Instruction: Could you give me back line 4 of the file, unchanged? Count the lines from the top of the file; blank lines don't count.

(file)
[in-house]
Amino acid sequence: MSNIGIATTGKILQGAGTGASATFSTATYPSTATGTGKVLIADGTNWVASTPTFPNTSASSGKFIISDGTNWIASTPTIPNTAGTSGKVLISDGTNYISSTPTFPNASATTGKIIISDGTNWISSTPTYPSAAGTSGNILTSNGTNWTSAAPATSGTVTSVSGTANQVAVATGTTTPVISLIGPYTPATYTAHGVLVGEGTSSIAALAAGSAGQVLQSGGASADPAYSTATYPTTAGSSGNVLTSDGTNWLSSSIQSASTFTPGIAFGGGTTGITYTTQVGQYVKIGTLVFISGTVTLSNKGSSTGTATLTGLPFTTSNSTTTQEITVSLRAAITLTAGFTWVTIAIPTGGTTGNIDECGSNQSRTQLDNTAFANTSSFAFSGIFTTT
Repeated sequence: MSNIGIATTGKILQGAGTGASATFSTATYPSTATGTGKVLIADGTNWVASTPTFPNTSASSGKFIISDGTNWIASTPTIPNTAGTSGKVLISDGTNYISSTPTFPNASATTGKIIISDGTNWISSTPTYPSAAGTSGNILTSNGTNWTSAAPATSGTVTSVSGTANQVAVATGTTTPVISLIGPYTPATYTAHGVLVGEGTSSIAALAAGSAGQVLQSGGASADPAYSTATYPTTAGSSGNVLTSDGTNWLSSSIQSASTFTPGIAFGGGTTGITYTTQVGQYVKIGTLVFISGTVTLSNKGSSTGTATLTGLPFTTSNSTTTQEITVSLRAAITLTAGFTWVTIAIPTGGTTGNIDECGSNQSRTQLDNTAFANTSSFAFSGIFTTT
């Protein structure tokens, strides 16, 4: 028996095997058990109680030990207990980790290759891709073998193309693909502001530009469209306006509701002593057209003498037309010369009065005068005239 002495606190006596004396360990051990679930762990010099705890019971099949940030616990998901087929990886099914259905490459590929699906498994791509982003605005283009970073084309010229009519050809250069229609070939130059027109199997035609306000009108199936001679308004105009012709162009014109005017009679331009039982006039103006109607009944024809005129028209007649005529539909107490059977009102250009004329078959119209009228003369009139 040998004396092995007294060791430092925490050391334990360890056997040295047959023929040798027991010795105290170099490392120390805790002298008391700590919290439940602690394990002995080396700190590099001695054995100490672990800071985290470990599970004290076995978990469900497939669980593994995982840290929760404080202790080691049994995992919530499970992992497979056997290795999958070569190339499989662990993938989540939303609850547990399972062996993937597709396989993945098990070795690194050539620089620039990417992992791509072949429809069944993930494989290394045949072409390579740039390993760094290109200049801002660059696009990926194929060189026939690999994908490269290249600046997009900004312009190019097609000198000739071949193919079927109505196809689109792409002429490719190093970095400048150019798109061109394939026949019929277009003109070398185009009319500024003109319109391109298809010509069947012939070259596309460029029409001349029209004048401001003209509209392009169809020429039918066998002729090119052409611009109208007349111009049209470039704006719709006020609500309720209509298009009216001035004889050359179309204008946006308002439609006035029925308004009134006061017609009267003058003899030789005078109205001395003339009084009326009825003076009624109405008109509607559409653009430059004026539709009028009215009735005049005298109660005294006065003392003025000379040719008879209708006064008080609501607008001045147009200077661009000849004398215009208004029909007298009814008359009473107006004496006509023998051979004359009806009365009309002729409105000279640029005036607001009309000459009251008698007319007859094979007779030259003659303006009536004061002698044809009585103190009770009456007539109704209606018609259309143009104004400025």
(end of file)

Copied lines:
């Protein structure tokens, strides 16, 4: 028996095997058990109680030990207990980790290759891709073998193309693909502001530009469209306006509701002593057209003498037309010369009065005068005239 002495606190006596004396360990051990679930762990010099705890019971099949940030616990998901087929990886099914259905490459590929699906498994791509982003605005283009970073084309010229009519050809250069229609070939130059027109199997035609306000009108199936001679308004105009012709162009014109005017009679331009039982006039103006109607009944024809005129028209007649005529539909107490059977009102250009004329078959119209009228003369009139 040998004396092995007294060791430092925490050391334990360890056997040295047959023929040798027991010795105290170099490392120390805790002298008391700590919290439940602690394990002995080396700190590099001695054995100490672990800071985290470990599970004290076995978990469900497939669980593994995982840290929760404080202790080691049994995992919530499970992992497979056997290795999958070569190339499989662990993938989540939303609850547990399972062996993937597709396989993945098990070795690194050539620089620039990417992992791509072949429809069944993930494989290394045949072409390579740039390993760094290109200049801002660059696009990926194929060189026939690999994908490269290249600046997009900004312009190019097609000198000739071949193919079927109505196809689109792409002429490719190093970095400048150019798109061109394939026949019929277009003109070398185009009319500024003109319109391109298809010509069947012939070259596309460029029409001349029209004048401001003209509209392009169809020429039918066998002729090119052409611009109208007349111009049209470039704006719709006020609500309720209509298009009216001035004889050359179309204008946006308002439609006035029925308004009134006061017609009267003058003899030789005078109205001395003339009084009326009825003076009624109405008109509607559409653009430059004026539709009028009215009735005049005298109660005294006065003392003025000379040719008879209708006064008080609501607008001045147009200077661009000849004398215009208004029909007298009814008359009473107006004496006509023998051979004359009806009365009309002729409105000279640029005036607001009309000459009251008698007319007859094979007779030259003659303006009536004061002698044809009585103190009770009456007539109704209606018609259309143009104004400025």